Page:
There's nonetheless a constant sense in many of the other apps that you're getting less than you should. The YouTube app, for example, will show comments but not let you make them, and you can't sign in to get your favorites or subscriptions. Both the photo and video apps are easy to navigate, but there's none of the sharing or editing options you would expect from virtually every other tablet OS either on the market or coming soon. Microsoft's Bing Maps provides navigation but doesn't have a street-level view or voice navigation and comes across as rough. Overall, there's the distinct sense that it's an experience you know from somewhere else, but just not as good.
We'll give credit to RIM for getting users started with a number of more specialized apps out of the box. Along with the aforementioned and generally well-done Kobo reader and NFS: Underground, there's also the tablet-optimized version of Slacker Radio for Internet streaming, Tetris, BlackBerry Podcasts, and even a National Film Board of Canada video viewer app. Appropriately given the business heritage, DataViz's Documents To Go suite is there to provide some basic Office file editing. If only other tablets were so ready to go in certain areas.
A visit to BlackBerry App World isn't quite so enthusing. It turns out that most of the truly quality apps are the ones that you didn't have to download. At launch, about 3,000 apps were on tap in the store. That sounds like a good selection until you realize that there are gaping holes in the app selection: as of this review, there wasn't a straightforward Twitter client, official or otherwise, and we saw a similarly poor mix in most other categories we checked. We were shocked at how little we could actually find that was worth getting.
Moreover, the app strength is decidedly hit or miss. For a company that was eager to tout "super apps" that allegedly gave the BlackBerry an emphasis on quality over quantity, both are difficult to find. Some professional apps like the Huffington Post and WeatherEye exist, but there are also quite a few prominently featured apps that feel more like their creators' first-ever mobile apps, rough, plain, and not very enjoyable. There's a disconcertingly large number of one- and two-star reviews on App World, and while we couldn't try every app, cursory looks often made it clear why they weren't treated so kindly.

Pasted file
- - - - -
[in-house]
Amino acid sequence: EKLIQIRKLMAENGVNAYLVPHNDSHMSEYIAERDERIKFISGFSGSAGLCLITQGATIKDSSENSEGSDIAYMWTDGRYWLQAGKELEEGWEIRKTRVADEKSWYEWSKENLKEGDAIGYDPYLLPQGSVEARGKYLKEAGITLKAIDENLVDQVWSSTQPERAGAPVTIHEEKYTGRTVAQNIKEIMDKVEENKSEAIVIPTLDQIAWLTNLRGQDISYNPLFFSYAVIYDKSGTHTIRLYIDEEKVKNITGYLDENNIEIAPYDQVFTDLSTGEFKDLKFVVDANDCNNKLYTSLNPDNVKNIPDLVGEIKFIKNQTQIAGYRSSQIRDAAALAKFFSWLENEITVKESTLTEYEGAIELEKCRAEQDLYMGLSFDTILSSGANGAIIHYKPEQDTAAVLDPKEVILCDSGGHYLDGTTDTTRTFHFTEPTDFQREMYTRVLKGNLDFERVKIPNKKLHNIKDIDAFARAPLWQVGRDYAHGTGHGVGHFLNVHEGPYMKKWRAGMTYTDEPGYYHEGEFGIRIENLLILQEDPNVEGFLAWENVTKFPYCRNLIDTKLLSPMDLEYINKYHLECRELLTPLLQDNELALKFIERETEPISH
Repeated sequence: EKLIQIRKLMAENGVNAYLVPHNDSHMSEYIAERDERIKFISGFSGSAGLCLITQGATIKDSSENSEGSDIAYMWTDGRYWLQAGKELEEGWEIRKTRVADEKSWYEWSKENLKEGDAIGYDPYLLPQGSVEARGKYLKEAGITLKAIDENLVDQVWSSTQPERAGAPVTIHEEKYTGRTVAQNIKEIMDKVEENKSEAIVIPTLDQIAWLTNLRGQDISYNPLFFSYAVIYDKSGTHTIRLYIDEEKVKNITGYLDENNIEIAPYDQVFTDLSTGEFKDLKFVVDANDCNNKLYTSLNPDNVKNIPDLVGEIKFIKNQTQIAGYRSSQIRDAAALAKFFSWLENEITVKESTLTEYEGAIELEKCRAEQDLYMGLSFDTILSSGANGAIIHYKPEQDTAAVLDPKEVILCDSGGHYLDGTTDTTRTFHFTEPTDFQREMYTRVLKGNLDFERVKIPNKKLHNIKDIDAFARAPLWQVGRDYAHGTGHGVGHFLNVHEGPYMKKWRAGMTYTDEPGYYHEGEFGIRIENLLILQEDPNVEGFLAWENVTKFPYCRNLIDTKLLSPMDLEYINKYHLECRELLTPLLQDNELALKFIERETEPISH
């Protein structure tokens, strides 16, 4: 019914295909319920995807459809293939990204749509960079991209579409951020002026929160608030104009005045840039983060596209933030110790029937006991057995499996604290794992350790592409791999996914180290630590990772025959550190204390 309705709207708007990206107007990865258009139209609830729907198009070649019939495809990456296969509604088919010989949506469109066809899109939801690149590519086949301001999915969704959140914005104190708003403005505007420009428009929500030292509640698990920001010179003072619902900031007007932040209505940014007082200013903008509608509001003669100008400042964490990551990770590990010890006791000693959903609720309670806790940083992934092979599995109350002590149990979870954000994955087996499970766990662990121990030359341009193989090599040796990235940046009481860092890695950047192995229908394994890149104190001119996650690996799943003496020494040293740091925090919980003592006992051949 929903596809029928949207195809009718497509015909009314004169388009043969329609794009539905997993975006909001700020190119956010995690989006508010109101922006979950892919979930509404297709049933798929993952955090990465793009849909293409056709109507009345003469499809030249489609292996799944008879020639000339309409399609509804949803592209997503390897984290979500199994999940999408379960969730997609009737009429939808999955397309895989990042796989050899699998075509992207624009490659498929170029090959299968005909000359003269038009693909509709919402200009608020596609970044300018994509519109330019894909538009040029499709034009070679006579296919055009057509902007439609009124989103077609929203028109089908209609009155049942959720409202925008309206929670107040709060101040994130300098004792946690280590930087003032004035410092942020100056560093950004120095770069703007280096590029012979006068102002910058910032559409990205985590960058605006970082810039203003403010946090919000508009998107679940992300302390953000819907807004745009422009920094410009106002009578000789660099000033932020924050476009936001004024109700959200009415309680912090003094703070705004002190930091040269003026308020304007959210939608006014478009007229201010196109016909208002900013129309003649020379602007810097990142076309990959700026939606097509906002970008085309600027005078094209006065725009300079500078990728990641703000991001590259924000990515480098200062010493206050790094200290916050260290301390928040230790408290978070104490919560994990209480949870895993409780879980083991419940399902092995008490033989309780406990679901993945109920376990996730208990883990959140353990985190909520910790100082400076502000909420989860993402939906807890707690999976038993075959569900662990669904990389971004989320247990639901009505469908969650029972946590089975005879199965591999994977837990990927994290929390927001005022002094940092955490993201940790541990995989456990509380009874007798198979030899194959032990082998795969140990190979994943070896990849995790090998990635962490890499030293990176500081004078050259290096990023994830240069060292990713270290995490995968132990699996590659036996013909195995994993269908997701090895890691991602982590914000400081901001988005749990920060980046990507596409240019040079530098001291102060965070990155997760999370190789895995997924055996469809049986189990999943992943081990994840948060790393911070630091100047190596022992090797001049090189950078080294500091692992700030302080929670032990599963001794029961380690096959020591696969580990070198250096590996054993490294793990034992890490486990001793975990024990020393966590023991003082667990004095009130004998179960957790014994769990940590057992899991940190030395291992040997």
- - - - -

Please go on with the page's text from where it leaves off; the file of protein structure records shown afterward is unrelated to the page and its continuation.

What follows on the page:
Some of the issue may be the development environment, which isn't visible to the user but colors the entire experience. More than one developer has complained of an expensive and unintuitive development kit as well as of a lack of direction. Developers can write in Adobe's AIR (browser-free Flash), WebWorks, and to some degree, natively. But what's best for a given app isn't always clear, and the relative lack of help getting sorted appears to have left some apps in crude states. Apple's 65,000 iPad-native third-party apps are a testament to the importance of courting developers, and as an end user, you get the reward through having both sheer volume and quality at the same time.
Regardless of whether you're using an official or outside app, the debate exists as to whether or not a seven-inch tablet is even useful. Apple chief Steve Jobs is well known for having savaged them as impractical and too close to smartphones. In our experience, there's a bit of room for doubt. The seven-inch size is outstanding for books, very usable for music apps like Slacker, and even quite enjoyable for videos. We felt like the main interface made good use of the available space, too, and that users don't have to "sand down their fingers" to make it usable, as Jobs said.
Like it or not, though, Jobs is mostly right if the PlayBook is used as the example. Outside of games and media, the usable area is simply too cramped, whether it's in portrait or landscape. RIM was thoughtful enough to let you hide the web browser's address bar to make the use of the screen real estate in that area, but it always feels like you're looking through a porthole in the browser or any other app where visibility is important. Kobo's two-page landscape mode is near-useless since the size leaves just a couple of paragraphs on each page. Documents To Go at times feels too small. And third-party apps, even if they're designed to work like their counterparts on Android or iOS, usually end up sacrificing some usability to fit the tinier workspace.
That extends to the keyboard. It's quite comfortable for thumb typing and makes for probably the only tablet we know so far that's quick for thumbs-only use held in anything but portrait mode. For long-form typing, though, it's just not very practical. The small keys dictated by the seven-inch screen leaves you hunting and pecking if you're using your full hands where an iPad owner can go full bore. Different sizes have their own advantages, but for a company that's supposed to pride itself on keyboards ideal for writing, it's ironic that an iPad is much better in that area. You can use a Bluetooth keyboard and even a mouse. To us, though, that's defeating the point of having such a small device meant to be pocketable.